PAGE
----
In 2015 Natalie d’Arbeloff and I had our collaborative work on Blaise Cendrars’ ‘La Prose du Transsiberien et de la Petite Jehanne de France’ published by the Old Stile Press, I translated the epic poem and Natalie created the illustrations. The ‘Trans-Sib’ went through 10 drafts before I settled on the version that went, with Natalie’s illustrations, to Nicolas Mcdowell at Old Stile for hand-printing.

For panoramic sweep and sheer chutzpah, Blaise Cendrars never quite matched the ‘Trans-Sib’. But his stature as an observational, surreal and quirkily lyrical poet is substantiated by much of his other output. Here are some translations of shorter poems by Cendrars. Most of them are still going through drafts and so are likely to be further tweaked.



Sea vistas
Trees long-haired with moss
Heavy rubbery glossy leaves
Glazed sun
High burnished heat
I’ve stopped listening to the urgent voices of my friends discussing
The news that I brought from Paris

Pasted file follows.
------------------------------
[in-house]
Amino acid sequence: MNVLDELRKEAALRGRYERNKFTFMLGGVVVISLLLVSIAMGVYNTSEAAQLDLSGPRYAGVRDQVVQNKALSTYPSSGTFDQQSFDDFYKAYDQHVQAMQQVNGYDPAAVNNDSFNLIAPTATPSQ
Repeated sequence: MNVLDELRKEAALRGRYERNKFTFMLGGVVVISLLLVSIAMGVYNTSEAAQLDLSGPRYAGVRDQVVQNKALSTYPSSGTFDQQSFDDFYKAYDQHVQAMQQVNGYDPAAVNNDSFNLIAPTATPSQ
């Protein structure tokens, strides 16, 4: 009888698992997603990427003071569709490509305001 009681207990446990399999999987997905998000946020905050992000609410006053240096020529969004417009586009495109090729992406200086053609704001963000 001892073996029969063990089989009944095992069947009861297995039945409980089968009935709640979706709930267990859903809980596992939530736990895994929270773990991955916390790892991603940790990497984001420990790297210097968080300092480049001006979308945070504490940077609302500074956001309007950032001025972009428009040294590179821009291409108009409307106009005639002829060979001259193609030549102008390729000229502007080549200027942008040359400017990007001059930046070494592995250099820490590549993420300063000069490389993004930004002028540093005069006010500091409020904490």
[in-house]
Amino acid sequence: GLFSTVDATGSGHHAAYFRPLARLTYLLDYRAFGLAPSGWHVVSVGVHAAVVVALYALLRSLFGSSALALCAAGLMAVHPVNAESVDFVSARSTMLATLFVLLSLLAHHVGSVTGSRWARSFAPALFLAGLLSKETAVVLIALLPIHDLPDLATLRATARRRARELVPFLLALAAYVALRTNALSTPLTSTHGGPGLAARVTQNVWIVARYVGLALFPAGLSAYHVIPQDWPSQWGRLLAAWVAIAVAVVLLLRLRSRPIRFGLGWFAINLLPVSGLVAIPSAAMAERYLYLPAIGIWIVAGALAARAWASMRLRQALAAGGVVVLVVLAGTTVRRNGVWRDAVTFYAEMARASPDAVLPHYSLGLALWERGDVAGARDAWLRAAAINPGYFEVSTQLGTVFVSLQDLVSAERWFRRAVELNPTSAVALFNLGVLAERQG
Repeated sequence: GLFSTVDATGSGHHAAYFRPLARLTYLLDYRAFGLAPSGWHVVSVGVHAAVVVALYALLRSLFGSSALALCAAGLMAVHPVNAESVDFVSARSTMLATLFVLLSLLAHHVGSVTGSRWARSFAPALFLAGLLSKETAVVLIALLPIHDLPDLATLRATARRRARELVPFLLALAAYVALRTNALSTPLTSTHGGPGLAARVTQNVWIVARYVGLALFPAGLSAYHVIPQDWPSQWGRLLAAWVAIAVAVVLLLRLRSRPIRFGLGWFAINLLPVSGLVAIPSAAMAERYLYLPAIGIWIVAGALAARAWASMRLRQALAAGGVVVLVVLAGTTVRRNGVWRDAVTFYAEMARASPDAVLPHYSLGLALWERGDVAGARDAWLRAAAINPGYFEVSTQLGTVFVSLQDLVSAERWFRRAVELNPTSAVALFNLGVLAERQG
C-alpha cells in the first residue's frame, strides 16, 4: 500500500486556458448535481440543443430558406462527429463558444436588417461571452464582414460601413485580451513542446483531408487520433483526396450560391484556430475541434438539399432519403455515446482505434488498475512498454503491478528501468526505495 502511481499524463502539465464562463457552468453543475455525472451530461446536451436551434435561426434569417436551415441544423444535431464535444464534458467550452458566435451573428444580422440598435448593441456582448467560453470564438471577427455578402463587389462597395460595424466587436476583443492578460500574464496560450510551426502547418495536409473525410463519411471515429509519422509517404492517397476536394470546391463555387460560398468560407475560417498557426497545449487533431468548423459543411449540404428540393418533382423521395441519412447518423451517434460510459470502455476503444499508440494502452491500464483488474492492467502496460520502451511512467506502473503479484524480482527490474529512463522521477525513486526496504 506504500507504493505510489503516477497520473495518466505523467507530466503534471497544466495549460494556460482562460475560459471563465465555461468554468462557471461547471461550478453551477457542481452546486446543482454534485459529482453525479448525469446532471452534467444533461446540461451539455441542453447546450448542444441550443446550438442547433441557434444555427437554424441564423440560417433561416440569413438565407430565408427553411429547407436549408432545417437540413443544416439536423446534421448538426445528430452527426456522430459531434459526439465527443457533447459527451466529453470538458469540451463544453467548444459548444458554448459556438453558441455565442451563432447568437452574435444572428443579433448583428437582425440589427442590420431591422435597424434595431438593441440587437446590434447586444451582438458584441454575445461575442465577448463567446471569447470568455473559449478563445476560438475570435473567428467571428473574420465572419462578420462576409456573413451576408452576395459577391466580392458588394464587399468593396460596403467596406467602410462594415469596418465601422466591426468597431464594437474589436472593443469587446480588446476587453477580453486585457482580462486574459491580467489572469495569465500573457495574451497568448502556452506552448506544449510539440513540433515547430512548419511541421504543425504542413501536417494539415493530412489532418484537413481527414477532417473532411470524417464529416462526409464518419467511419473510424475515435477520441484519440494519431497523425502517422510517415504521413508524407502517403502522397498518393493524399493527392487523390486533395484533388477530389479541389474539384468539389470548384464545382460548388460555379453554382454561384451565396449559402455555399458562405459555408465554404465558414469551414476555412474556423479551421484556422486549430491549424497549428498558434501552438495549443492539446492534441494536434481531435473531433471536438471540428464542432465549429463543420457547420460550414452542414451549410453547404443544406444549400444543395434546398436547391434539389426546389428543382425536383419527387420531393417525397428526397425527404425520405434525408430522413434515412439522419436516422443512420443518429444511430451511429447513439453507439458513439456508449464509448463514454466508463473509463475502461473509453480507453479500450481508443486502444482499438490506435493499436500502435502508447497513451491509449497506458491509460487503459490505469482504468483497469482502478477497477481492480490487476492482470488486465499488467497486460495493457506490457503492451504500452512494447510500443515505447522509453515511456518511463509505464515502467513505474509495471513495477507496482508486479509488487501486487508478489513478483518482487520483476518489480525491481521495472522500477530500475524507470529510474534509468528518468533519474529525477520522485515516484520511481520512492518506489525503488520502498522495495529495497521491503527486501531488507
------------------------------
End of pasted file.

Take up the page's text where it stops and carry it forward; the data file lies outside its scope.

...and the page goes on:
On both sides of the train close by or along the banks of
The distant valley
The forest is there watching me unsettling me enticing me like
a mummy’s mask
I watch back
Never the flicker of an eye.



The windows of my poetry are open wide to the
boulevards and their shop window displays
The jewels of the light
Listen to the violins of the limousines and the xylophones of the
printing presses
The painter wipes his hands on the towel of the sky
Everywhere swatches of colour
And the hats of the passing women are comets
across the blazing evening.



There goes another year in which I haven’t thought about You
Since I wrote my penultimate poem Easter
My life has changed so much
But I’m the same as ever
I still want to become a painter

Here are the pictures that I’ve done displayed up on my walls this evening.
They reveal to me strange perspectives into myself that make me think of You.

See what I’ve unearthed

My paintings make me uneasy
I’m too passionate
Everything is tinted orange.

I’ve passed a sad day thinking about my friends
And reading the newspaper
A life crucified in this newspaper stretched wide that I hold at arms’ length.
Like a crashing aeroplane
That’s me.
No matter how much you try to stay silent
Sometimes you have to cry out